• Local Symbol Tables – One or more memory-resident data structures within a VMS process which holds the names and values of all local variables defined and used by the process. A local symbol table is available automatically at command procedure depth 0 (the command line level) if/when any local variables are defined at that level; in addition, a(nother) local symbol table is created on-the-fly for each command procedural depth >0 reached by subsequent command file invocations (see below).
  • Command Procedure Depth – When one command file calls or invokes another one, that called command procedure's depth is one greater than the one which calls/invokes it. By definition, the command line's depth or level is 0 (zero). When you invoke a command file (script) from the command line – for example: $ @RECURSE (see section below) – that command file's depth or level is 1. If an executing command file calls yet another one, that called command file's depth is one greater than the one which calls it. Command file depth is limited to 31 or less; if an attempt is made to invoke a script at depth 32 or more, DCL generates the error message %DCL-W-STKOVF, command procedures too deeply nested - limit to 32 levels (believe me, a depth of 31 is sufficient).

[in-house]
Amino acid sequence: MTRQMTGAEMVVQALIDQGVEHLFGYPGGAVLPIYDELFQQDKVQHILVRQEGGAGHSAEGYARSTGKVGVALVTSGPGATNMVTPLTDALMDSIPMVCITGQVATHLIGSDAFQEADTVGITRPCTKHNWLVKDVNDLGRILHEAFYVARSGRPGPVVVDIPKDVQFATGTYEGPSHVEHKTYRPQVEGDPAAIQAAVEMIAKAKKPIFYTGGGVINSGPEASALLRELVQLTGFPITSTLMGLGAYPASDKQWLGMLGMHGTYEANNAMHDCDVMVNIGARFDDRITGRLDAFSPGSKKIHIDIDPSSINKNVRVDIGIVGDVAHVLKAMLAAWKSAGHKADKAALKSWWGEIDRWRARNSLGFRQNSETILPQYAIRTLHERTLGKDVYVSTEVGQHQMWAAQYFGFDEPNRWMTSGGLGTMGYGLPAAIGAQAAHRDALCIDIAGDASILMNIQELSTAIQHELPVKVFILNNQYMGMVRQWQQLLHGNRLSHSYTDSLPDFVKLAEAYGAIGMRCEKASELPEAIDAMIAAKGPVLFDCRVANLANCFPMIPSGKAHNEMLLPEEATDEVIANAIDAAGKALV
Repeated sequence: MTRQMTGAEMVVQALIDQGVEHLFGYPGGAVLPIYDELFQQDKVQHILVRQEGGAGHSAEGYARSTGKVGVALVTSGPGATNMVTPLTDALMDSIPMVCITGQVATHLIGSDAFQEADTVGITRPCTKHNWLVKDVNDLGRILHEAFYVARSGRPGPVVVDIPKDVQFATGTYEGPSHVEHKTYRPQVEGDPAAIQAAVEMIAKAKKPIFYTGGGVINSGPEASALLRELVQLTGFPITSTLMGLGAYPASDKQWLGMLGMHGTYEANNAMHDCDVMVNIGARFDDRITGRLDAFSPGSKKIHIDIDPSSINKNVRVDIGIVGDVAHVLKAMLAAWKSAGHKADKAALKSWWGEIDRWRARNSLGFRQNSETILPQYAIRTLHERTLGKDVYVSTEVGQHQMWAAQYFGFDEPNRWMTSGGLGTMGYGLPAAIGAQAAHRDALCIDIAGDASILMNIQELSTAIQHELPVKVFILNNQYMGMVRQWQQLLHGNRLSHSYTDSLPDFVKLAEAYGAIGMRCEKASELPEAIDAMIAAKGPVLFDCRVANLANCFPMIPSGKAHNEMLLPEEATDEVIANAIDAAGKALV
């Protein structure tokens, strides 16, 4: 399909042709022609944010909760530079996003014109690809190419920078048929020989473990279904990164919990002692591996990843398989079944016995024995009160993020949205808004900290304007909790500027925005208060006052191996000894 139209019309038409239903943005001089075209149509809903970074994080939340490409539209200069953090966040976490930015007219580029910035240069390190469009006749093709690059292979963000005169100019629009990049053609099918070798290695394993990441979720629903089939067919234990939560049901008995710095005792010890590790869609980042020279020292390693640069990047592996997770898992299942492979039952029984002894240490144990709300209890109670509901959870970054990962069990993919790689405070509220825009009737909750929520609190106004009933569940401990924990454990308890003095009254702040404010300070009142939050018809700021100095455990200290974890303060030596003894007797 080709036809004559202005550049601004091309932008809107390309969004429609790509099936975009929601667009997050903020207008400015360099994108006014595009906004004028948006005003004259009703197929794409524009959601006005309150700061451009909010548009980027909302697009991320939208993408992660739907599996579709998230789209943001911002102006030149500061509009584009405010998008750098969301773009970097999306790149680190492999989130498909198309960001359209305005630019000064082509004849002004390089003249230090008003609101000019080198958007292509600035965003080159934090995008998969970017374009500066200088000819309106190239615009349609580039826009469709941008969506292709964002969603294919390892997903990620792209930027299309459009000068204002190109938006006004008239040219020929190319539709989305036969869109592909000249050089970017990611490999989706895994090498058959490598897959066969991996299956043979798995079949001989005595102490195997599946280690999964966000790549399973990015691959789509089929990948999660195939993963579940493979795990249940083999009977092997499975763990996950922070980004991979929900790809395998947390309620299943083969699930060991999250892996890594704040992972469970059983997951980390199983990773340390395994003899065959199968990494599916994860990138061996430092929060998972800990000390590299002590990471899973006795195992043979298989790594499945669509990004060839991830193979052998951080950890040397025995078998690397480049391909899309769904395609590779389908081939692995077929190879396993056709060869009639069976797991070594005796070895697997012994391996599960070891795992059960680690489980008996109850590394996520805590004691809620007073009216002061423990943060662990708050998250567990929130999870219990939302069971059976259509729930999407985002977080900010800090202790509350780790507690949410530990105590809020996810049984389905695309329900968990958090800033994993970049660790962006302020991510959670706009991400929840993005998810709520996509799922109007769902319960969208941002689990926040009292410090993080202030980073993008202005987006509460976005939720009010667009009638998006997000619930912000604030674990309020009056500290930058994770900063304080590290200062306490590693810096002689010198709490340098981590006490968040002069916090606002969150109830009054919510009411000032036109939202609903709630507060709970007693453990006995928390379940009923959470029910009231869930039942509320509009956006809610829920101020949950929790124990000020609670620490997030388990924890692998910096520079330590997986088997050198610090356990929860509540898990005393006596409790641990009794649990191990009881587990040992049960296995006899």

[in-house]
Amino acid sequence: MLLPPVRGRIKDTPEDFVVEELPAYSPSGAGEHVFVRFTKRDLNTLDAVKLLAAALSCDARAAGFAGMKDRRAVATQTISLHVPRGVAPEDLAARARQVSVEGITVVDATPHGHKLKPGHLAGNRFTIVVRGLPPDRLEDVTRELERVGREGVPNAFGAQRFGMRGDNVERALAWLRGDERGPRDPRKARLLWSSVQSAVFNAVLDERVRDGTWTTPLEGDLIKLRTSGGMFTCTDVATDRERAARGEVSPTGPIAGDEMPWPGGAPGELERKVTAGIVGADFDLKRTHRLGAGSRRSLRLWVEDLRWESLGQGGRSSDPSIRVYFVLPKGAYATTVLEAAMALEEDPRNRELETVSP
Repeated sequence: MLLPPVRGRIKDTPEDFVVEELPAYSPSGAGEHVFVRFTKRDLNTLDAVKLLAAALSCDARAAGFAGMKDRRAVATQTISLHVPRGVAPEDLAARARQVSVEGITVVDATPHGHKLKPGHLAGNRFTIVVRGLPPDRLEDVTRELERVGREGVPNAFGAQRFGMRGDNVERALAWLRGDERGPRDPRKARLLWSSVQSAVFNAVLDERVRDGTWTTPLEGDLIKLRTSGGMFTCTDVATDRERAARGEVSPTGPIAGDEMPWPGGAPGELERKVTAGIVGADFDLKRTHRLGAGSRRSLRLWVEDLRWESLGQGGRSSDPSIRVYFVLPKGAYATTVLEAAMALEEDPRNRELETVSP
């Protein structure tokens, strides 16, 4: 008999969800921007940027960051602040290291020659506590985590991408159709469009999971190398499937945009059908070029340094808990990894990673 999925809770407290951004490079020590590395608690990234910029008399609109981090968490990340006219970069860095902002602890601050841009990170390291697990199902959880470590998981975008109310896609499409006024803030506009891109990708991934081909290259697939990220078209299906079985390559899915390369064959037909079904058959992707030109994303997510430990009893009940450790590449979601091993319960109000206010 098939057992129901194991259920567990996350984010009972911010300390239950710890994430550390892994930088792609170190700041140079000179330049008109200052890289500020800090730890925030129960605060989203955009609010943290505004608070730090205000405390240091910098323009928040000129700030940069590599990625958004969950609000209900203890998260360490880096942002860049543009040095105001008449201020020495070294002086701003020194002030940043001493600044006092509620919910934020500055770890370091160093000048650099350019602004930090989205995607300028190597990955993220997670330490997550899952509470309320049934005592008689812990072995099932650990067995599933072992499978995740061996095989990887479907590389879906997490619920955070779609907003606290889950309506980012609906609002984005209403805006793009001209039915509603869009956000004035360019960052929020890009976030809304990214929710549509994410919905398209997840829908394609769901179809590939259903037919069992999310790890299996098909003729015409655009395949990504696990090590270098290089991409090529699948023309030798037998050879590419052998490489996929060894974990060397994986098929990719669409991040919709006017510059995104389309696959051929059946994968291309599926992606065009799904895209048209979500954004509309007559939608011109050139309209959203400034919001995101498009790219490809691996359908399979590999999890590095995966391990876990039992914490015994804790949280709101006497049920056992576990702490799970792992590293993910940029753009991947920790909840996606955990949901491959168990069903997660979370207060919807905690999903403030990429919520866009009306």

Demonstrating Command Procedure Depth

To best understand both global and local symbol tables, it helps to get a deeper understanding of how command procedure depth works; the following demo script can help you see the behavior of procedure depth and local symbol tables.

The following command procedure, RECURSE.COM, demonstrates this notion of depth. When invoked from the command line, this script then calls itself recursively three times; each invocation displays its view of both the process's global symbol table and it's own instance of the local symbol table:

$ ! RECURSE.COM -- a recursive-call com-file demo, showing procedure depth           !  1
$ !
$ procdepth = F$ENVIRONMENT( "DEPTH" )  ! capture procedure depth in local variable  !  3
$ !
$ wso = "WRITE sys$output"              ! define this local variable (symbol)        !  5